Conducting Business In a Critical Time: Q&A (Part 1 of 3)

We recently brought the team at BIP Capital together virtually with leaders from a number of our portfolio companies to share their perspectives on the impact of COVID-19 on businesses, including ways that companies have practiced resiliency and adaptability during these challenging times.

We’re sharing the resulting insights as a three-part blog post that asks key questions and provides answers from our round-table participants:


How has COVID-19 served as a catalyst for innovation? In healthcare, for example?

Answer from Mark Buffington, CEO and Co-founder, BIP Capital

One thing the pandemic has done is to force us to think about how care has traditionally been delivered, such as through hospitals and physician offices, and what services can be delivered remotely instead to support social distancing, minimize exposure for high-risk patients, and limit the potential for overcrowding facilities.

Our healthcare system has not evolved along with the introduction of the Internet and high-speed computing. It’s been a slow march to adopt new technologies and practices, especially those that center on cost efficiency and improved access to care. The coronavirus has brought telemedicine and remote-patient monitoring into the mainstream out of necessity, for instance. Both make for a good case that certain forms of care can be delivered virtually, at lower cost, and without sacrificing quality.


What are some of the actions taken by BIP Capital portfolio companies to better support people or industries during COVID-19?

Answer from Anju Mathew, CEO and Co-founder, OncoLens

One of the challenges cancer centers were faced with from COVID-19 was the immediate implementation of social-distancing guidelines. This created a particular problem for tumor board meetings in which members of care teams discuss patient cases and have traditionally been held in person. Not to mention, complex patient cases call for multidisciplinary discussions with specialists typically not located in the same facility. OncoLens wanted to help ensure that cancer care did not stop due to pandemic meeting restrictions.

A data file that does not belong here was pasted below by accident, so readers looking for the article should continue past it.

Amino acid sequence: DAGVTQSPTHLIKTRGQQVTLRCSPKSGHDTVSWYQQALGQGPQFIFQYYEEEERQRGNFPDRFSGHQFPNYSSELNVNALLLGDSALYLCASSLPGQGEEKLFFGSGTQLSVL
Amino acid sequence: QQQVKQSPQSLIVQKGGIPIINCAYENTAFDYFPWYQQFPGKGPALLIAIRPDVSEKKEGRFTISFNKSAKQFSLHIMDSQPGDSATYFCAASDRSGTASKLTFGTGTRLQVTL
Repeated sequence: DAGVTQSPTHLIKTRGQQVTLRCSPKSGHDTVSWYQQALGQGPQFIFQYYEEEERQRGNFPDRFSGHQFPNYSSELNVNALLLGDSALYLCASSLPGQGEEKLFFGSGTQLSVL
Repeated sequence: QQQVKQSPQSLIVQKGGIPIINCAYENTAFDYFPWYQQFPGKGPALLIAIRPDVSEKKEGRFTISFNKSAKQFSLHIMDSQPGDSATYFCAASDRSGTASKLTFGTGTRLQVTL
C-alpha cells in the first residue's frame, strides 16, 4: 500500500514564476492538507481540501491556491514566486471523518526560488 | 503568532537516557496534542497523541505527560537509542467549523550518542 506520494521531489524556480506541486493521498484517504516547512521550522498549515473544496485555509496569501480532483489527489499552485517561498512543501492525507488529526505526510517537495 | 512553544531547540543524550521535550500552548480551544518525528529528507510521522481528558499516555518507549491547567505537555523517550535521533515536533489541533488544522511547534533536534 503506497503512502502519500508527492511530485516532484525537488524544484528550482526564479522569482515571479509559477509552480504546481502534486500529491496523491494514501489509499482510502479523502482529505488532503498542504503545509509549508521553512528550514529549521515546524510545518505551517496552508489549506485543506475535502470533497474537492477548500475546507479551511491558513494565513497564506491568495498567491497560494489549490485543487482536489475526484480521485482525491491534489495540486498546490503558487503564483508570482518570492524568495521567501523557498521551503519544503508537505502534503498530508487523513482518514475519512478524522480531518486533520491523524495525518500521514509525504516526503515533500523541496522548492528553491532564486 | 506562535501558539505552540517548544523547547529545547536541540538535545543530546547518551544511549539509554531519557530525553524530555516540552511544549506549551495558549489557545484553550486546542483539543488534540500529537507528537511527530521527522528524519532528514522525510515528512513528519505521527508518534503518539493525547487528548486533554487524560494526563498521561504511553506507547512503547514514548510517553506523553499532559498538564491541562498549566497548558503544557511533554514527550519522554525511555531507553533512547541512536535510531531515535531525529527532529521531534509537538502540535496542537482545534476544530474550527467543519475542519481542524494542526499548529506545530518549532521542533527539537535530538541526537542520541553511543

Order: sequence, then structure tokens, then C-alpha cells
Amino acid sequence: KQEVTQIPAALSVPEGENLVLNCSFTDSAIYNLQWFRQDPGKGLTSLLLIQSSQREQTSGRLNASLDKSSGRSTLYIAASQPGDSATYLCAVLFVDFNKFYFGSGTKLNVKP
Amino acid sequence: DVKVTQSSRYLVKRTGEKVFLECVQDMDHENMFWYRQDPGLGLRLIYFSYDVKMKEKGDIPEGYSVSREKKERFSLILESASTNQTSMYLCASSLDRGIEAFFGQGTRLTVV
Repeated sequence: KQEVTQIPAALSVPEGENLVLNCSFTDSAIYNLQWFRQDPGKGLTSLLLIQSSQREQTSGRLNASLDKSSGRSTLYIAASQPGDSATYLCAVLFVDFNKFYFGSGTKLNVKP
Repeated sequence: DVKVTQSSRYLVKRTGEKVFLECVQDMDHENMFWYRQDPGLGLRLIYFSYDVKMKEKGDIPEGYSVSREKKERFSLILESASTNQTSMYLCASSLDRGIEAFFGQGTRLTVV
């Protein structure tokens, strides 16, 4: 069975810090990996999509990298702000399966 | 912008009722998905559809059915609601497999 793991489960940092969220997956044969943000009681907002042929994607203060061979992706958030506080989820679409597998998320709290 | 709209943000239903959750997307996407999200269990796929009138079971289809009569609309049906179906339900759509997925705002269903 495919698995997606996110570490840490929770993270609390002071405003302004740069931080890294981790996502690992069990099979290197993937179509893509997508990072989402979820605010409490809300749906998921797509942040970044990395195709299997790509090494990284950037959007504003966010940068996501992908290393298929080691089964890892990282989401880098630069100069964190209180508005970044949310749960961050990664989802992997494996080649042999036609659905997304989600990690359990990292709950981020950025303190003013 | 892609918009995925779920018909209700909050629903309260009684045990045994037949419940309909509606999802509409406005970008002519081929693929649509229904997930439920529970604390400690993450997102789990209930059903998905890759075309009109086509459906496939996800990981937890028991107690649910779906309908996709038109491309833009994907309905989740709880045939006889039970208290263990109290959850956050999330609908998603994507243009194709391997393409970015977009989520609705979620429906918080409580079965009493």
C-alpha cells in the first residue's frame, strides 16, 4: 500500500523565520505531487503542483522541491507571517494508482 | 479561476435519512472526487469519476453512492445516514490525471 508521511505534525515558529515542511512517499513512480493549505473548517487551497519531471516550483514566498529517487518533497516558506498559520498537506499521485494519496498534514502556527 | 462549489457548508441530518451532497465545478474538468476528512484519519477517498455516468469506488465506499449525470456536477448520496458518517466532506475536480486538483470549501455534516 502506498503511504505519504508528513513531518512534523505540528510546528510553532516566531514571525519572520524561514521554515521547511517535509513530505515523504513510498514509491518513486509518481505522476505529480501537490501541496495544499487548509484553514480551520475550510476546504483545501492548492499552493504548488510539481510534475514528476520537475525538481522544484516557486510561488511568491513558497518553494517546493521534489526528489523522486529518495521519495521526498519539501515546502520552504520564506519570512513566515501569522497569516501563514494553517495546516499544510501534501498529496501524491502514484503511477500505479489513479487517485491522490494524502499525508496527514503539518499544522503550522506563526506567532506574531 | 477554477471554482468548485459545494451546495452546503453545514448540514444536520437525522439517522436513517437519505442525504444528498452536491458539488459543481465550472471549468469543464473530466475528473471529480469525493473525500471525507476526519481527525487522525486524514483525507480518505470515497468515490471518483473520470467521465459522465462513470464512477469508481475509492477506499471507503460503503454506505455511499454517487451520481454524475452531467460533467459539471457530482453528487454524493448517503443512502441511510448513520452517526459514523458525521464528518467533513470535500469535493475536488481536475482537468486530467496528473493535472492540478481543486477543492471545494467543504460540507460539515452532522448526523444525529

OncoLens expedited the release of an integrated Virtual Tumor Board module and offered it at no cost for a limited period. As a result, care team members were able to use it to review patient data and formulate treatment plans while practicing social distancing. The virtual module supports multidisciplinary care while also enabling better data aggregation of patient information and care coordination of cancer treatment plans. Our platform has reduced the prep time for multidisciplinary collaboration of cases from an average of 10 hours to less than one hour while providing critical information that enables the best decision to be made for the patient.


Answer from Ian Juliano, CEO, Trella Health

COVID-19 presented many challenges for the healthcare industry, including the rising demand for home health services for COVID patients who require care at home after hospital discharge. To assist with potential staffing and equipment needs, Trella created a heatmap which visualizes counties across the US with large populations of Medicare patients considered to be high risk if infected. The heatmap focuses on counties with high chronic conditions, such as congestive heart failure and COPD, to give providers insight on markets where they might be needed most.


By creating this resource, Trella hoped to alleviate some of the burden hospitals, home health, and hospice agencies are facing so they can focus on caring for patients.


Answer from Todd Santa Maria, President, VoApps

VoApps decided to offer its technology that delivers voicemails at scale to any organization that needed to contact people with urgent coronavirus-related messages at no cost. We offered up to one million messages free for any school, government agency, nonprofit, healthcare facility, or food bank that needed to get important statements out.

Although a million voicemails through our technology has a value of over $100,000, we did this because we felt it was the right thing to do. We had the extra capacity, our solution is easy to use, and is highly effective whether the goal is to get the word out to a large group or to reduce inbound call volume by proactively sharing information.

In this way, VoApps was able to help dozens of organizations across the spectrum. The offer was well received by our clients and, because of what we did, awareness for VoApps has spread to a much wider audience.

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